Pups and Teen Inmates Alike Benefit From New Rikers Program That Brings Shelter Dogs to the Island

Puppies bring belly rubs to Rikers Island.

Proving once again that dog is man’s best friend, a partnership between New York City’s notorious Rikers Island jail complex and the city’s Animal Care and Control organization provides healing to both dog and man. The special foster program, which allows teen offenders ages 16—17 to care for and train shelter dogs while the dogs await adoption on the outside, teaches the young men responsibility, discipline, affection as well as providing them with much needed love and affection. The foster pups, in turn, get a stable place to call home with grateful and loving caretakers.

Image by Wiki Commons user Computerjoe

The pups are screened and rotated through the program, with new canine participants swapping in when others are adopted. According to The Dodo, Animal Care and Control chooses dogs who they believe would thrive in a bustling, noisy environment. The shelter then readies the pups by playing recordings of gates opening and closing and other “prison noises” ahead of their move.

Teens who would like to be caretakers are also vetted. The application process mirrors a job or school application, with inmates submitting references and going through a series of interviews before being chosen.

Pups and teens attend obedience classes together. Additionally, fellow housing unit members are expected to assist in the grooming and walking of the “house dog.”

The initiative is an excellent example of symbiotic therapy, and is definitely not without precedent. Inmate and at-risk youth dog fostering programs have existed for years now, and are proven to bring comfort to all involved, furry or not.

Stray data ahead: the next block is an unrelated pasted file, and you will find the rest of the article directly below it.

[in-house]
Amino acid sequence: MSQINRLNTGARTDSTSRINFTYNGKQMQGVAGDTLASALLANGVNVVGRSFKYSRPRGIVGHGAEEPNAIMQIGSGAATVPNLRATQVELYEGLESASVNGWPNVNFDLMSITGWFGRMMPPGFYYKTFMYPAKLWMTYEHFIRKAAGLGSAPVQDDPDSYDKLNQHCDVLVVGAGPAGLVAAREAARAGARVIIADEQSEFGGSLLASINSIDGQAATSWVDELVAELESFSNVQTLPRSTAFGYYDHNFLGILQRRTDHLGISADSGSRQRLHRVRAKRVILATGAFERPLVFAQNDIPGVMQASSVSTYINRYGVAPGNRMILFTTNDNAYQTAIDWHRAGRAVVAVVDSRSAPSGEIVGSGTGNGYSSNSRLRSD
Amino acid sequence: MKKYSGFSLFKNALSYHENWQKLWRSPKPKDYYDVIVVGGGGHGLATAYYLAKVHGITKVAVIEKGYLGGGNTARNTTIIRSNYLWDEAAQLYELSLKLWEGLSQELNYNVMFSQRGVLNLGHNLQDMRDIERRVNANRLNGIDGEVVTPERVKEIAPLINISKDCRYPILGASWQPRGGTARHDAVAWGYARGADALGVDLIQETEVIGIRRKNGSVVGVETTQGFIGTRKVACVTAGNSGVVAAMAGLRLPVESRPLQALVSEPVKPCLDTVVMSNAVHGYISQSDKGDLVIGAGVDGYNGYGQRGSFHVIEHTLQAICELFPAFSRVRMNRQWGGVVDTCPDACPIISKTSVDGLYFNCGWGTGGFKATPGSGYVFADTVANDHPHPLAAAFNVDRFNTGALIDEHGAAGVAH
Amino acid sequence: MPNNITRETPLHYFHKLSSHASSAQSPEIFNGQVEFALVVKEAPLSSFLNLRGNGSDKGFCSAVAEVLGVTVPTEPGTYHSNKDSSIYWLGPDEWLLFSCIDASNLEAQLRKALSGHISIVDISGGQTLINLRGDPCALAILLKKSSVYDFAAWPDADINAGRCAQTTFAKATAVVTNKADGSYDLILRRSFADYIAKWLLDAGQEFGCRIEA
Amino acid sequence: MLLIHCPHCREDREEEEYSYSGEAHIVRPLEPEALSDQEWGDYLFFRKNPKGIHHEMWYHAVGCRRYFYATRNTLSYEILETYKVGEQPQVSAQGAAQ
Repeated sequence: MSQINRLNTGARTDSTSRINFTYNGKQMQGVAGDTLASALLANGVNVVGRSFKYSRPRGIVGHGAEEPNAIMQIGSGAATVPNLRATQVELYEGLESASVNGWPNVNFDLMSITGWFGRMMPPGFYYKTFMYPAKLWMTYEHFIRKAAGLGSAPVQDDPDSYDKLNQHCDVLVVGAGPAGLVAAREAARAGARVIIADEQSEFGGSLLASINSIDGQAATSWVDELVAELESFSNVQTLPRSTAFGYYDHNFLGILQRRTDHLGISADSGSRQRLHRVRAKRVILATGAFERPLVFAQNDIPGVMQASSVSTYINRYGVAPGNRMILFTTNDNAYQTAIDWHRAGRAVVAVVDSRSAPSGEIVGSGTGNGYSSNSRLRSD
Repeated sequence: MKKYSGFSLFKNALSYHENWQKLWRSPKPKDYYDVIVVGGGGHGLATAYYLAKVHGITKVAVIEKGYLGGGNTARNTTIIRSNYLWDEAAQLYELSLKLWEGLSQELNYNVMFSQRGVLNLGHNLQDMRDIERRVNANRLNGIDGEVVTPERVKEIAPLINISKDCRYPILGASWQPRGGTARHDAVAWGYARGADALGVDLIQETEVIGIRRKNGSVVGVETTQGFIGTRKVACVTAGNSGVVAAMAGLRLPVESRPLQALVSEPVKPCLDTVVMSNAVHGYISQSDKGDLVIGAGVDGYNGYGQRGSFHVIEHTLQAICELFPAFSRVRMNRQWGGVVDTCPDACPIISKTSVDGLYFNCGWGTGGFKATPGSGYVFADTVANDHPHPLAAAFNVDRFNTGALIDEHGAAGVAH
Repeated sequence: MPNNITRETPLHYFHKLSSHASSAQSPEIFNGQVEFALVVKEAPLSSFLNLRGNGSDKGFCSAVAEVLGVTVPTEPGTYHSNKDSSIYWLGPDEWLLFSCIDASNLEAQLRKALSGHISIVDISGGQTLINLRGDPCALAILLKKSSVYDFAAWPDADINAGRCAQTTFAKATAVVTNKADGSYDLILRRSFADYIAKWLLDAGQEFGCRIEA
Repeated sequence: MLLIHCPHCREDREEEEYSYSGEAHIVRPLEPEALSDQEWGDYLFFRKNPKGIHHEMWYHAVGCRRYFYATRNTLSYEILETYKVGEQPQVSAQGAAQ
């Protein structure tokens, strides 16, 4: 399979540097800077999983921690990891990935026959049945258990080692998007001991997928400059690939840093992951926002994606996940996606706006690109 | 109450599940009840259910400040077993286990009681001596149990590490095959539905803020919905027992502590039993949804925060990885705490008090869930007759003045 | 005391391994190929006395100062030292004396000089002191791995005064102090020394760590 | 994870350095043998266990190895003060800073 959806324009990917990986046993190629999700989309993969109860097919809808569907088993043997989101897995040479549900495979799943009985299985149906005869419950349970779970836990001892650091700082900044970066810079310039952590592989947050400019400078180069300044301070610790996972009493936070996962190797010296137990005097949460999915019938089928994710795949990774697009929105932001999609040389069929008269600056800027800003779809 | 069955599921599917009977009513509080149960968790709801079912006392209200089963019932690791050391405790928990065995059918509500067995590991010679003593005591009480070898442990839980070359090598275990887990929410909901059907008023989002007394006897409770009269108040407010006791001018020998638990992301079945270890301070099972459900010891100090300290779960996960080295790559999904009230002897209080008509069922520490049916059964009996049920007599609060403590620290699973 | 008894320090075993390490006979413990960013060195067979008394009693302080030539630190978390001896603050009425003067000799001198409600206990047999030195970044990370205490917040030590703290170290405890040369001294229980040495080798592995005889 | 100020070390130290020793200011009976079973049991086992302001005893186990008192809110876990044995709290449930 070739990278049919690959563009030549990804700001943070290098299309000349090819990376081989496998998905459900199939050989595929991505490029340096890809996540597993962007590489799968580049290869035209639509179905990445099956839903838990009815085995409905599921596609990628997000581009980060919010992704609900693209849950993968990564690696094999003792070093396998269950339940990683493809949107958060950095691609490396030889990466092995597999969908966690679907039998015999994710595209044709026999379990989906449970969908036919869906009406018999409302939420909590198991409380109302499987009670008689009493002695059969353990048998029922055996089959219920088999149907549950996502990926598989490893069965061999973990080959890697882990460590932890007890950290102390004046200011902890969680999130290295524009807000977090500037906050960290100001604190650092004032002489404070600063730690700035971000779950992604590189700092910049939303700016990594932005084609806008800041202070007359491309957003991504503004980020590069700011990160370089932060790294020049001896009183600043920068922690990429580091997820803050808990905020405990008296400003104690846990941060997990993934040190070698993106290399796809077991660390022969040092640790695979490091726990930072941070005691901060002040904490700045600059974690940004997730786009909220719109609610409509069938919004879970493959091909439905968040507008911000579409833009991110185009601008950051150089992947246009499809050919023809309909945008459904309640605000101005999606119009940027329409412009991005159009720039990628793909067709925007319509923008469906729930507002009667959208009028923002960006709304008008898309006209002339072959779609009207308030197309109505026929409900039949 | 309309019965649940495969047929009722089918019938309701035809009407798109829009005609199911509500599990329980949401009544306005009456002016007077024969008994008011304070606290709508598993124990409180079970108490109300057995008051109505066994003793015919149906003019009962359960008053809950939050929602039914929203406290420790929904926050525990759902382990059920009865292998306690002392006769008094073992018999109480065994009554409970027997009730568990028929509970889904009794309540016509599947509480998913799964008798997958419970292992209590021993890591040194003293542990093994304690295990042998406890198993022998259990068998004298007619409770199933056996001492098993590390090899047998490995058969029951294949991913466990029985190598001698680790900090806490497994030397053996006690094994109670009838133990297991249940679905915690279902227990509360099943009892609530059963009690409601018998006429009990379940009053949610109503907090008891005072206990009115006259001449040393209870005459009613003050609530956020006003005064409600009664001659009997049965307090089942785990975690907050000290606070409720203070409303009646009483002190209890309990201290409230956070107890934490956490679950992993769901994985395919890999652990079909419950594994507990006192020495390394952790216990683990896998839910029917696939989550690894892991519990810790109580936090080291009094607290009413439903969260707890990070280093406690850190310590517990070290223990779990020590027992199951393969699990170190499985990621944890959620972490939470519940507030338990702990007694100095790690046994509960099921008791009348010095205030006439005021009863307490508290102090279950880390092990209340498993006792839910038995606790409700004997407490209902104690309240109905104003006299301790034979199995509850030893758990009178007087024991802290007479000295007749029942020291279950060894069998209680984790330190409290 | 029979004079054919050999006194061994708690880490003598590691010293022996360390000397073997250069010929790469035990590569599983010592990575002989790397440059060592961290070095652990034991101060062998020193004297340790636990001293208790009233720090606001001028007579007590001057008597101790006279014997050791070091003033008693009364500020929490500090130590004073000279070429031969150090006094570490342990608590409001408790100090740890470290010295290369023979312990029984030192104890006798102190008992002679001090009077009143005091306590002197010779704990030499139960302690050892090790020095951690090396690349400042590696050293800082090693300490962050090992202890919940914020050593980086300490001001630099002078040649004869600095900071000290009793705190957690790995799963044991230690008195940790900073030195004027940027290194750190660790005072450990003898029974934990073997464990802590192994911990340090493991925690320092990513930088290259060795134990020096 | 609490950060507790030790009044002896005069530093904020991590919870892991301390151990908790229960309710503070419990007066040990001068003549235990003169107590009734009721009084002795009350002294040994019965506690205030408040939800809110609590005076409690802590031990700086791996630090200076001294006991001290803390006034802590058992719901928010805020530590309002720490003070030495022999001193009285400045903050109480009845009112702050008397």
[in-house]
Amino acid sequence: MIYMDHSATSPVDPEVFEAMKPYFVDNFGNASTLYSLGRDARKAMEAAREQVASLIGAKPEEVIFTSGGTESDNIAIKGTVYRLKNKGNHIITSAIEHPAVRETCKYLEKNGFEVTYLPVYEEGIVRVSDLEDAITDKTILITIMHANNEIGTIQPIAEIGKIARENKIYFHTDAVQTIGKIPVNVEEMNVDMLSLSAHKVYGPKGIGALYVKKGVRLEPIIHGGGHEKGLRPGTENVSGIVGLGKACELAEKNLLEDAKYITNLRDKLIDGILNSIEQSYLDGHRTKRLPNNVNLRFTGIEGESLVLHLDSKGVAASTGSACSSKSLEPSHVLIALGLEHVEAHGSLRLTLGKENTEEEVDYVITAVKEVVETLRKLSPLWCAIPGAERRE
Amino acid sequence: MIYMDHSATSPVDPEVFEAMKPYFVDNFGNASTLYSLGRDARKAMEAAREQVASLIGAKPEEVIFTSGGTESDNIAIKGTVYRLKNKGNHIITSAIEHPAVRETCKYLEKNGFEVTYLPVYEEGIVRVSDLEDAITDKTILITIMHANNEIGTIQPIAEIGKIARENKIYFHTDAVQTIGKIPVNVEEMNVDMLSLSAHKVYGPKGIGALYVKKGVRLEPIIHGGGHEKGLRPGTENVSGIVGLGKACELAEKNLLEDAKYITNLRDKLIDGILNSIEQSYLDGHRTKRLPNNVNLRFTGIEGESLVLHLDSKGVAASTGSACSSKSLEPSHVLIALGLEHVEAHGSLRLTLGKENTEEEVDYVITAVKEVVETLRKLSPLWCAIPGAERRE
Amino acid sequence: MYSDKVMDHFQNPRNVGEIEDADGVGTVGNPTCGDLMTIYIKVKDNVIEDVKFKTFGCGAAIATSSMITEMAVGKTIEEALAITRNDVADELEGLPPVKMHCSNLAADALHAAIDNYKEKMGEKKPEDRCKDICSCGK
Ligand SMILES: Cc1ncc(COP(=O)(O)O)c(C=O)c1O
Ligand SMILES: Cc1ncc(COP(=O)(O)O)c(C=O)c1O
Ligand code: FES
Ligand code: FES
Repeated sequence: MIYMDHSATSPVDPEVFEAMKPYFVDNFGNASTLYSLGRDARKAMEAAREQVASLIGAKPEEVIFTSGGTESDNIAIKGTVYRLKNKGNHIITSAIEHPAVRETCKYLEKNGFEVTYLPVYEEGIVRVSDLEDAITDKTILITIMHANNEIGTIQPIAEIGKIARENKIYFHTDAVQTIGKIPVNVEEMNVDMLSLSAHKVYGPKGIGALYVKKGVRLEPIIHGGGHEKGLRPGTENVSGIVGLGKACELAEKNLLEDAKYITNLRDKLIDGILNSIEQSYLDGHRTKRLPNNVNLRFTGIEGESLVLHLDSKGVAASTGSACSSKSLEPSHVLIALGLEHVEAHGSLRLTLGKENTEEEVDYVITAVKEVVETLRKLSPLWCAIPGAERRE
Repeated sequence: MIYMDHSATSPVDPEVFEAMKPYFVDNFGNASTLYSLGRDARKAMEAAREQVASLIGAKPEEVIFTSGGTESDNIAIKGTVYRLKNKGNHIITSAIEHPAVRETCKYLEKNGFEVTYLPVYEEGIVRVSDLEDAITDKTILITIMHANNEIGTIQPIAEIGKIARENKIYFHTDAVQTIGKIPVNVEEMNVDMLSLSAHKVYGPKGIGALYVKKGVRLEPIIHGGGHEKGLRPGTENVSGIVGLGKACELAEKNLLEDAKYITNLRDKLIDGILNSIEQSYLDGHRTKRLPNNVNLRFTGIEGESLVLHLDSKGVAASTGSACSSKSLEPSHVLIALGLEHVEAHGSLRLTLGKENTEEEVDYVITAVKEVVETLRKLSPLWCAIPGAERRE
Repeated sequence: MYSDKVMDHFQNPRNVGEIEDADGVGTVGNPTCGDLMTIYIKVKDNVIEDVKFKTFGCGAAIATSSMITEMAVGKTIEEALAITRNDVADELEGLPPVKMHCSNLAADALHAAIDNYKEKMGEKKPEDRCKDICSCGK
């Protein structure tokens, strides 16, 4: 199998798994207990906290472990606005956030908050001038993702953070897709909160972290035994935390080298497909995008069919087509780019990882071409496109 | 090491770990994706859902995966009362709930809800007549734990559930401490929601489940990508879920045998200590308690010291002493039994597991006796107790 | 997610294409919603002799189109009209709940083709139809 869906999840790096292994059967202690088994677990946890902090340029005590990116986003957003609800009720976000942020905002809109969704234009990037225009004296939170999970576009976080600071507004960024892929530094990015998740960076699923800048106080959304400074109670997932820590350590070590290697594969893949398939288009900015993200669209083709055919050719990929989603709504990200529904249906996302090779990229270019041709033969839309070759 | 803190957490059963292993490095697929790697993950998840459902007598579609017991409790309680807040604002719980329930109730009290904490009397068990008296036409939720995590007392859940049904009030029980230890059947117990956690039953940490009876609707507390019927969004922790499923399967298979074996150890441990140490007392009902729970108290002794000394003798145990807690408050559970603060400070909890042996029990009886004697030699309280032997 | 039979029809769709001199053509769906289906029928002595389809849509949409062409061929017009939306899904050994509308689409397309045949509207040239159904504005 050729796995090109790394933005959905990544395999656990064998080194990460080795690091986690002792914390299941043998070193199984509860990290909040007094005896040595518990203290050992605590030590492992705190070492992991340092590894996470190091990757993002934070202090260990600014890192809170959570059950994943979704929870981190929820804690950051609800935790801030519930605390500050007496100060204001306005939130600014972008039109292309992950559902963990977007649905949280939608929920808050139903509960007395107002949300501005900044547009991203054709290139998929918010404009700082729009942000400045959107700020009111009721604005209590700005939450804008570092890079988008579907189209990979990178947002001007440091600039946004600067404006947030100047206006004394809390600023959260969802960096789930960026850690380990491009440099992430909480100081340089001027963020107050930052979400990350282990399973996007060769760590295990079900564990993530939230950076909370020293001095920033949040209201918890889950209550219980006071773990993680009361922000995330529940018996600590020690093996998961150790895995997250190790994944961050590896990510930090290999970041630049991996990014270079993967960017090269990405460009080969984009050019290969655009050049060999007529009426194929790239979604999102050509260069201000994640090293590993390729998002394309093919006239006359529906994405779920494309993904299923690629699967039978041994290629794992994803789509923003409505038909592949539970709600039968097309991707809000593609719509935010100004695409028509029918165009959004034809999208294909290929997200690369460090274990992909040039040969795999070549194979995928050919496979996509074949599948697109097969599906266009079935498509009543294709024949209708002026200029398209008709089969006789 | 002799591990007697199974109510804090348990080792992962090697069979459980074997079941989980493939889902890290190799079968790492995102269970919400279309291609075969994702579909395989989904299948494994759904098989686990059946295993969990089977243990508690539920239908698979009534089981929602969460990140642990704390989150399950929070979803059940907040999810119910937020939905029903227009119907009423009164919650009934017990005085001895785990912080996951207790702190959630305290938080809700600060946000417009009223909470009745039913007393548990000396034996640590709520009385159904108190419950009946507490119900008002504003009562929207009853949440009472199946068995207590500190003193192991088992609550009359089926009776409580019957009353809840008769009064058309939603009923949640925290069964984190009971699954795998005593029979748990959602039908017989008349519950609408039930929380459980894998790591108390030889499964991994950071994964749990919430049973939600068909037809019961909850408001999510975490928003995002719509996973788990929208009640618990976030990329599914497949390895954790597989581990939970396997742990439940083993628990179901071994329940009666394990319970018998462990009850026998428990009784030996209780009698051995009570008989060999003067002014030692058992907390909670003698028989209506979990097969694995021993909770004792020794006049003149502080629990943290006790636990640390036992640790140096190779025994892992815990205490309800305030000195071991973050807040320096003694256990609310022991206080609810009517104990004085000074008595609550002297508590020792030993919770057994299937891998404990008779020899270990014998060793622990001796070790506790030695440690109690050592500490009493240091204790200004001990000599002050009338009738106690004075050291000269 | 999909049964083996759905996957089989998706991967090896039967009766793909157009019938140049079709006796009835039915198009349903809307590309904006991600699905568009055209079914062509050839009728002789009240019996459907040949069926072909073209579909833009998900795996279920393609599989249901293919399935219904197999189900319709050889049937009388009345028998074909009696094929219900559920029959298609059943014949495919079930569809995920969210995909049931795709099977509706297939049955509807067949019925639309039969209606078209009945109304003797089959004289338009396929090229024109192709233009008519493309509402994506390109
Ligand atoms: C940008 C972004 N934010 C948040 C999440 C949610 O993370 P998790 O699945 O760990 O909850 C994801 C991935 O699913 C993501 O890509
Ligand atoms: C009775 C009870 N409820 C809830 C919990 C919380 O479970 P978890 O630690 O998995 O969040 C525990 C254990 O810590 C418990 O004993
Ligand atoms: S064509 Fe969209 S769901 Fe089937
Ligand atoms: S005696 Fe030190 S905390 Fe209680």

Climate Action Tracker

In 2016, 196 countries signed the Paris Agreement, pledging to combat climate change by taking action to curb the increase in global temperatures. The Paris Agreement requires countries to report on their emissions and what steps they're taking to implement those plans. Now that the countries are coming together again for the U.N. Climate Action Summit in New York City, it's worth taking a look at what kind of progress they've made.

The Climate Action Trackerkeeps tabs on what each country is doing to limit warming, and if they're meeting their self-set goals. Countries are graded based on whether or not their actions would help limit warming to 1.5 degrees C.

According to a recent article from National Geographic, The Gambia, Morocco, and India are at the head of the class. "Even though carbon emissions in The Gambia, Morocco, and India are expected to rise, they'll fall short of exceeding the 1.5-degree Celsius limit," the article reads. Saudi Arabia, Russia and the United States, on the other hand, get a big fat F. "Projected emissions in Saudi Arabia, Russia, and the United States are far greater than what it would take to limit warming to 1.5 degrees Celsius."

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"A lot of people don't pay attention to their dreams and are unaware of the impact they have on their state of mind," said Dylan Selterman, psychology lecturer at the University of Maryland, says according to The Huffington Post. "Now we have evidence that there is this association."

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"At Next Thursday's debate, one of the candidates has to say, 'The problem with our healthcare system is Americans eat shit and too much of it.' All the candidates will mention their health plans but no one will bring up the key factor: the citizens don't lift a finger to help," Maher said sternly.

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